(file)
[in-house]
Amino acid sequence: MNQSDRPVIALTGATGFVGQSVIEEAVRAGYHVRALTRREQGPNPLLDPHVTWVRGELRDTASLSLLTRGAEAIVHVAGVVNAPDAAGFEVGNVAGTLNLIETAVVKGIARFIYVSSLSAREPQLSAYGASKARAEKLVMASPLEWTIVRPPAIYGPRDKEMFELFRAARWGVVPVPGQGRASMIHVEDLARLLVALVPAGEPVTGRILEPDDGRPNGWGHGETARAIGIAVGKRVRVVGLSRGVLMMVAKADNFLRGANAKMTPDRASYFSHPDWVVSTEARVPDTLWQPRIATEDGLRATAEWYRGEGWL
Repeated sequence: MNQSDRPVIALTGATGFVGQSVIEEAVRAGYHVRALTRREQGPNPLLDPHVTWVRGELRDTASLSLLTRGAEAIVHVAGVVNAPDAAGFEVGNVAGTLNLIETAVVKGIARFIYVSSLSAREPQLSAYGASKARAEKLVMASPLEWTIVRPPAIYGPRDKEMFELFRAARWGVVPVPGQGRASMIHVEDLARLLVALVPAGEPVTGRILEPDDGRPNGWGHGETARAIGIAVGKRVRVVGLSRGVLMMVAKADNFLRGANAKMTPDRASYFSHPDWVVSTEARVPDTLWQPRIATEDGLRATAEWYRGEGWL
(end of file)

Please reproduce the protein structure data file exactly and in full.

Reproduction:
[in-house]
Amino acid sequence: MNQSDRPVIALTGATGFVGQSVIEEAVRAGYHVRALTRREQGPNPLLDPHVTWVRGELRDTASLSLLTRGAEAIVHVAGVVNAPDAAGFEVGNVAGTLNLIETAVVKGIARFIYVSSLSAREPQLSAYGASKARAEKLVMASPLEWTIVRPPAIYGPRDKEMFELFRAARWGVVPVPGQGRASMIHVEDLARLLVALVPAGEPVTGRILEPDDGRPNGWGHGETARAIGIAVGKRVRVVGLSRGVLMMVAKADNFLRGANAKMTPDRASYFSHPDWVVSTEARVPDTLWQPRIATEDGLRATAEWYRGEGWL
Repeated sequence: MNQSDRPVIALTGATGFVGQSVIEEAVRAGYHVRALTRREQGPNPLLDPHVTWVRGELRDTASLSLLTRGAEAIVHVAGVVNAPDAAGFEVGNVAGTLNLIETAVVKGIARFIYVSSLSAREPQLSAYGASKARAEKLVMASPLEWTIVRPPAIYGPRDKEMFELFRAARWGVVPVPGQGRASMIHVEDLARLLVALVPAGEPVTGRILEPDDGRPNGWGHGETARAIGIAVGKRVRVVGLSRGVLMMVAKADNFLRGANAKMTPDRASYFSHPDWVVSTEARVPDTLWQPRIATEDGLRATAEWYRGEGWL